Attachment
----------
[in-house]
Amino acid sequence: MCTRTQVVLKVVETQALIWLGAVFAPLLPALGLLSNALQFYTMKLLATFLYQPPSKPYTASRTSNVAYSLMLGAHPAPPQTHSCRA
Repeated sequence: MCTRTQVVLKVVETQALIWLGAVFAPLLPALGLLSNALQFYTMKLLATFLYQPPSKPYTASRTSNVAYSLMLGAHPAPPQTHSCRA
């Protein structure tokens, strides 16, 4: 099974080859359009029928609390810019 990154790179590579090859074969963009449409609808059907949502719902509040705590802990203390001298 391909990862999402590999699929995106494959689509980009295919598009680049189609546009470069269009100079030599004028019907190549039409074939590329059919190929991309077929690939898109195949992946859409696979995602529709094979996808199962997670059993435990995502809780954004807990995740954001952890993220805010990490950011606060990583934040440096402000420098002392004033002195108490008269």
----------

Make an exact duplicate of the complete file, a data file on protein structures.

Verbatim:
[in-house]
Amino acid sequence: MCTRTQVVLKVVETQALIWLGAVFAPLLPALGLLSNALQFYTMKLLATFLYQPPSKPYTASRTSNVAYSLMLGAHPAPPQTHSCRA
Repeated sequence: MCTRTQVVLKVVETQALIWLGAVFAPLLPALGLLSNALQFYTMKLLATFLYQPPSKPYTASRTSNVAYSLMLGAHPAPPQTHSCRA
């Protein structure tokens, strides 16, 4: 099974080859359009029928609390810019 990154790179590579090859074969963009449409609808059907949502719902509040705590802990203390001298 391909990862999402590999699929995106494959689509980009295919598009680049189609546009470069269009100079030599004028019907190549039409074939590329059919190929991309077929690939898109195949992946859409696979995602529709094979996808199962997670059993435990995502809780954004807990995740954001952890993220805010990490950011606060990583934040440096402000420098002392004033002195108490008269």